by Vivian Wagner
Dinty W. Moore’s Dear Mister Essay Writer Guy: Advice and Confessions on Writing, Love, and Cannibals (Ten Speed Press, 2015) is a smart, funny collection of answers to questions posed by various contemporary nonfiction writers, including Cheryl Strayed, Julianna Baggott, Judith Kitchen, Sue William Silverman, and many others. For each letter and answer, Moore proffers a short essay that touches in some way on the letter’s topic. The questions, answers, and essays all have an air of postmodern levity, and yet Moore also manages to consider some serious issues regarding nonfiction. Moore’s a master of the short, witty essay, and this book is a collection of some of his best, along with his sharp and insightful meditations on what it means to be a nonfiction writer.
The book’s letters, which are addressed to his persona, “Mister Essay Writer Guy,” are themselves mini-essays, offering glimpses into the interests and concerns of creative nonfiction writers. The first, for instance, is an endearing and revealing one from Phillip Lopate: “I’m curious,” he writes, “how you deal honestly with male-female relations in general and specifically your past girlfriends on the page without coming off as a male chauvinist pig.” Moore answers just as wittily: “I believe the best way to avoid coming off as a male chauvinist pig might be to not be a male chauvinist pig? Is that a stretch? Another way might be to adopt a writing persona, perhaps one where you seem grateful, not vindictive or sour, and just vulnerable enough that the readers want to tuck you in and feed you soup.” He follows this brief answer with an essay, “Of Old Girlfriends,” which creates just this kind of self-effacing, likeable persona: “As a young man,” the essay begins, “I was distant, frightened, and naïve. And I was a bit of a prig. In retrospect, these are not traits that set a young girl’s heart aflutter.”
The questions asked of Mister Essay Writer Guy cover a vast territory of nonfiction angst and hand-wringing, including worries about cannibalizing one’s family for juicy bits of memoir, questions about privacy and truth, queries about punctuation, and meditations on the best ways to narrate humiliating experiences.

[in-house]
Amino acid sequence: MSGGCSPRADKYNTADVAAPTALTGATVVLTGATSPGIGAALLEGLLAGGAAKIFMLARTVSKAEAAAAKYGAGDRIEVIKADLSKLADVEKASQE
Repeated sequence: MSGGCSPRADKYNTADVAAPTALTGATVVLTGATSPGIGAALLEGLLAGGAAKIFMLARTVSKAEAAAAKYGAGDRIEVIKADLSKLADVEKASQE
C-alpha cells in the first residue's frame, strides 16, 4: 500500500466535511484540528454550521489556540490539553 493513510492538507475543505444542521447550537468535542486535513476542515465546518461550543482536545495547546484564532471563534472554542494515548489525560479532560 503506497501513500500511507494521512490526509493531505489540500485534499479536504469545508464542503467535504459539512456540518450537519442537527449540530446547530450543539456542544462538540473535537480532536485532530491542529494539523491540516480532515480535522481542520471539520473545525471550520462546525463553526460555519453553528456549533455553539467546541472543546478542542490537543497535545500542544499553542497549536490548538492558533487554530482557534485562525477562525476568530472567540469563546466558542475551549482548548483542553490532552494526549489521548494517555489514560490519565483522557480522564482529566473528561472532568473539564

Dear Mister Essay Writer Guy is only partly a joking, postmodern take on a writerly advice column. It’s also a strikingly rich and rewarding exploration of the state of nonfiction in the twenty-first century. For all of his humorous asides and witty rejoinders, Moore deals with a host of problems, dilemmas, and honest questions that writers, both those just starting out and those more experienced, have about the craft. And he does it with a sense of compassion, openness, and sincerity.
One of the letters, from Brenda Miller, is itself a flash essay that delves into the role of social media in our lives as writers and readers. She starts with a comic look at Facebook as a playground, in which we all vie for attention and feel snubbed when we don’t get it. She then poses a couple of questions, one of which goes as follows: “Now that we’re becoming acclimated to this scrolling public broadsheet crying out the village news, does this alter the role of the personal essay writer?” Moore answers that he, like many other writers, has a difficult time resisting the siren call of social media, and that he, too, questions what role it can and should play in his life as a writer. He then asks a question that presages the essay that follows: “Can a chronological string of Facebook wall postings create a narrative?”
“As a young man,” the essay begins, “I was distant, frightened, and naïve. And I was a bit of a prig. In retrospect, these are not traits that set a young girl’s heart aflutter.”
In fact, as he shows us in his essay, “Why I Trained My Dog to Post: One Writer’s Facebook Journey,” perhaps it can. The posts from the first part of a year are included chronologically, along with some of his friends’ droll comments. He begins with a post that says “Hello to all of my auld acquaintances. You are often brought to mind,” from Dec. 31, and works his way through a series of posts that end, finally, with this one, ostensibly written by his dog, on May 31: “bark. bark. woof.” Moore has, we’re to guess, finally trained his dog to make Facebook postings so that he can turn to “real writing.” In the meantime, however, he’s created an undeniably real essay, an essay for our age. It’s a hermit crab essay, and since this term was coined by Brenda Miller and Suzanne Paola, “Why I Trained My Dog to Post” serves as both an homage and a roundabout way of addressing Miller’s concerns about social media. It’s a brilliant bit of self-referentiality, in the truest spirit of Montaigne.
Dear Mister Essay Writer Guy is, ultimately, a back-and-forth discussion about the evolution of the essay. And that discussion, perhaps more than any of the book’s specific tidbits of advice, is its greatest offering. After all, as Montaigne himself says, “the most fruitful and natural exercise for our minds is, in my opinion, conversation.” As a collection of essays both by the letter writers and by Moore, Dear Mister Essay Writer Guy demonstrates that the essay form finds its purest expression in dialogue, in assaying, in the banter between questing and questioning minds.